Here in North America, brown bears are the largest predators across the majority of the continent. Only their northern polar bear cousins are larger, outweighing the already enormous 700 to 1,700-pound weight of a grizzly male. And when you’re that big, few things are off the menu.
In thriving ecosystems like Yellowstone National Park, the biggest of herbivores are prey for grizzlies in kind. Both black and brown bears hunt deer, elk, and even bison on a regular basis. But the hunt is never guaranteed. Bears either take down their prey or gives up trying. When they take home the kill, however, it’s a grizzly reminder (pun intended) of nature’s brutality.
Such is the case with this incredible Yellowstone footage courtesy of Tony Phan. Phan and his family managed to capture the entirety of this grizzly’s elk hunt from starting ambush to finishing slaughter, and it is fascinating. Be warned, however, that that finish to this hunt is not for the faint of heart:
And that’s to say nothing of the finishing grounds for this hunt: a populated Yellowstone campsite! Needless to say, if a grizzly ever wanders into a campsite you’re in, take to your vehicle or a solid shelter immediately. Tents are nothing but a snack wrapper to be peeled back by a bear, Outsiders.
Yellowstone National Park’s Grizzly Bears are as Wild as They Come
For our safety, Yellowstone park wildlife regulations require visitors to vacate any area where a grizzly bear is present. For large predators like bears and wolves, these regulations require a minimum of 100 yards distance.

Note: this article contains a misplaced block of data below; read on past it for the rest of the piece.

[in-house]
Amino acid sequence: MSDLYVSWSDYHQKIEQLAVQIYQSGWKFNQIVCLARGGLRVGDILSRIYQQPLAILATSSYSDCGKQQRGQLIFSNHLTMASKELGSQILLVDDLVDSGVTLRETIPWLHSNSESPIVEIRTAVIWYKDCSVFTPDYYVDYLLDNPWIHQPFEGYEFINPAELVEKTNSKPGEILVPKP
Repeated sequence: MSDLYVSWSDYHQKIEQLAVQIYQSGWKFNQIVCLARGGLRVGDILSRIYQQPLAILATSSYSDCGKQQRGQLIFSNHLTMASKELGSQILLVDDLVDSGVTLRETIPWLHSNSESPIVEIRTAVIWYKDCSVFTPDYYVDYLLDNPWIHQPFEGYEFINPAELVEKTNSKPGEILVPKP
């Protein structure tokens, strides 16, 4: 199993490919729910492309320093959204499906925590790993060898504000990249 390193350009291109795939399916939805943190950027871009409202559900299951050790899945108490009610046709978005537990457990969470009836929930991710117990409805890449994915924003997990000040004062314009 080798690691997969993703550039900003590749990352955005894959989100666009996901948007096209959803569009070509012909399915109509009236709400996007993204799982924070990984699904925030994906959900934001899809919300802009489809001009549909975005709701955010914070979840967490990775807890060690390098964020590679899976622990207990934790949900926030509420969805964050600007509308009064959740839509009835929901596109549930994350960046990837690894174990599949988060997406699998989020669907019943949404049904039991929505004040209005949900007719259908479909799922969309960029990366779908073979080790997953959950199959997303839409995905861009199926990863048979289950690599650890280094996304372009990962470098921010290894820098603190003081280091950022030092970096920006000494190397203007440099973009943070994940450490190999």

The massive prey of bears are dangerous to us humans, too. Elk injure dozens of people each year, which is why park regulations require a minimum distance of 25 yards from all other wildlife, as well. This includes elk, deer, coyotes, and especially bison.
The proof is in the pudding when it comes to bison, too. This summer has been chock-full of bison incidents in Yellowstone National Park. Three hospitalizations from bison gorings occurred within a month’s time recently inside the park. And these are only the reported incidents. Many more have taken place off-record.
In short: If you’re traveling to Yellowstone, always be aware that you are entering a wild, teeming ecosystem full of megafauna. Yellowstone is not a theme park, and bears, bison, elk – you name it – are wild animals. It’s up to us to live the life of an Outsider and do our part in keeping wildlife wild.
Keep your distance, observe from afar, and bask in the glory that is Yellowstone National Park.